2. Submitted by Richard Schulze on 08/07/2012 - 07:47 am.

    On the other hand, you could sell the (fixed rate) bonds to pay for the infrastructure now, while rates are low. Even if you can’t get the actual work started for a year or two. That doesn’t stimulate the economy with immediate hiring. But it does address the need to get infrastructure worked on by getting the funding in place.

  3. Submitted by Rich Crose on 08/07/2012 - 08:27 am.

    Hiawatha Line Example

    The Hiawatha light rail line cost $750 million to build but has created over $2 billion in private construction along the route. Yet building the Southwest corridor cannot get approved by the “cut big government” forces at the capital.

  4. Submitted by Dennis Tester on 08/07/2012 - 03:08 pm.

    Anybody who’s tried to navigate this town

    knows there’s no shortage of construction jobs underway. The streets in my neighborhood including in front of my own house haven’t been usable for months. Bridges, highways, train rails, sewer and water lines … good grief, I’ve never seen so much construction in and around the area. It would be difficult to add any more.

    • Submitted by Richard Schulze on 08/07/2012 - 04:01 pm.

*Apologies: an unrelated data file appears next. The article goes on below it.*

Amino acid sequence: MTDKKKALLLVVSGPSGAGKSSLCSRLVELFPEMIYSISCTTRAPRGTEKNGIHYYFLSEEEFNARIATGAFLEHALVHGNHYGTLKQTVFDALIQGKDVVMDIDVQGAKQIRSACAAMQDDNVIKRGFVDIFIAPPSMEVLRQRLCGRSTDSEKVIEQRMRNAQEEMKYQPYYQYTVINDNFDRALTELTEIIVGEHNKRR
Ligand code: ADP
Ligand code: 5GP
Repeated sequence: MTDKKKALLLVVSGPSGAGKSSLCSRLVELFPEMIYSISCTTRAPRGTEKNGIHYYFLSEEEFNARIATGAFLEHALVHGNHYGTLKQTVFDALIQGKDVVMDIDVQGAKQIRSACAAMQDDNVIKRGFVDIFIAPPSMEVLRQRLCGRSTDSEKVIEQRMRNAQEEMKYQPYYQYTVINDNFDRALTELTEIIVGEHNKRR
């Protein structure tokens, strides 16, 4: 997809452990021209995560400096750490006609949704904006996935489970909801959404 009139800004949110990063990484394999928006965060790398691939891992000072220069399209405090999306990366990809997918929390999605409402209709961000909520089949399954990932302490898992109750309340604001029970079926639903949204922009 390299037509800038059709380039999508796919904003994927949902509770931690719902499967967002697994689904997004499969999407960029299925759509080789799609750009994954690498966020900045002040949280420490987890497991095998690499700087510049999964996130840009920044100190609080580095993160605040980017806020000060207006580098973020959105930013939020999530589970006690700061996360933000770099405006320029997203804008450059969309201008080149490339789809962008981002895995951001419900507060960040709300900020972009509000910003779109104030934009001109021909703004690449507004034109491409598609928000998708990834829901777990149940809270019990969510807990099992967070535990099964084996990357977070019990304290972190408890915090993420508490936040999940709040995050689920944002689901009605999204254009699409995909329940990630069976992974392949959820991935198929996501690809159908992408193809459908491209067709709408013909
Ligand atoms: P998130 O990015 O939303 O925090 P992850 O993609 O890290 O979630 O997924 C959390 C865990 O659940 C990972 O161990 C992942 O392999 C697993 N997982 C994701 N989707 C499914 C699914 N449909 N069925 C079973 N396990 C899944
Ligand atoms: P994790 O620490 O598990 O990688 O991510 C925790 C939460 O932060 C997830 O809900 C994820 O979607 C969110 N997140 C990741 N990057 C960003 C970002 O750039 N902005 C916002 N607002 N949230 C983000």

Inaction is absurd and embarrassing, especially since funding is the primary (though not the only) source of disagreement and the costs of borrowing and unemployment (and the likelihood of a decent return on infrastructure investment) indicate that just borrowing the money to spend on new roads and rails would be a reasonable course of action. If ever there should have been a policy so obviously sensible as to attract bipartisan support, more money for infrastructure was it. Right now, when it comes to partisan politics, sensibility’s got nothing to do with it.

  5. Submitted by jody rooney on 08/07/2012 - 03:36 pm.

    Mr. Tester there are two construction sectors

    There is the highway and heavy and the building construction sector. Highway and heavy is what you see working what you don’t see is the building construction trades. Not a lot of plumbers and electricians on highway and heavy.

    Starting to repair public subsidized buildings is a good next step.

    Advancing rail transit has been delayed to long.

    It is time to move that backlog of projects forward.